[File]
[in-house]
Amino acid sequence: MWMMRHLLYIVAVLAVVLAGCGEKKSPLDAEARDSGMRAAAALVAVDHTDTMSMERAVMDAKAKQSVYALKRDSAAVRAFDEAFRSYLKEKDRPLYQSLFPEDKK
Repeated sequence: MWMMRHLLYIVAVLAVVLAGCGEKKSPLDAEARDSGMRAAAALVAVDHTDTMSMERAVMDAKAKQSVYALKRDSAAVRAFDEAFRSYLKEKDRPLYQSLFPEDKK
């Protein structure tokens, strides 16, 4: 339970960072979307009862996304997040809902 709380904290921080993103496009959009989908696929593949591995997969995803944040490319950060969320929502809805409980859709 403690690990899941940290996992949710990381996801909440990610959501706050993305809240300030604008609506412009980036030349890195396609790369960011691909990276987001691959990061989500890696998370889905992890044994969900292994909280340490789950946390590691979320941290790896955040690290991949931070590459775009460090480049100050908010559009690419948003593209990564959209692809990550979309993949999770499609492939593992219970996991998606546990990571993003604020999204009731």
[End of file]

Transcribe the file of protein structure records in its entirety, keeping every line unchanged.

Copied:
[in-house]
Amino acid sequence: MWMMRHLLYIVAVLAVVLAGCGEKKSPLDAEARDSGMRAAAALVAVDHTDTMSMERAVMDAKAKQSVYALKRDSAAVRAFDEAFRSYLKEKDRPLYQSLFPEDKK
Repeated sequence: MWMMRHLLYIVAVLAVVLAGCGEKKSPLDAEARDSGMRAAAALVAVDHTDTMSMERAVMDAKAKQSVYALKRDSAAVRAFDEAFRSYLKEKDRPLYQSLFPEDKK
């Protein structure tokens, strides 16, 4: 339970960072979307009862996304997040809902 709380904290921080993103496009959009989908696929593949591995997969995803944040490319950060969320929502809805409980859709 403690690990899941940290996992949710990381996801909440990610959501706050993305809240300030604008609506412009980036030349890195396609790369960011691909990276987001691959990061989500890696998370889905992890044994969900292994909280340490789950946390590691979320941290790896955040690290991949931070590459775009460090480049100050908010559009690419948003593209990564959209692809990550979309993949999770499609492939593992219970996991998606546990990571993003604020999204009731």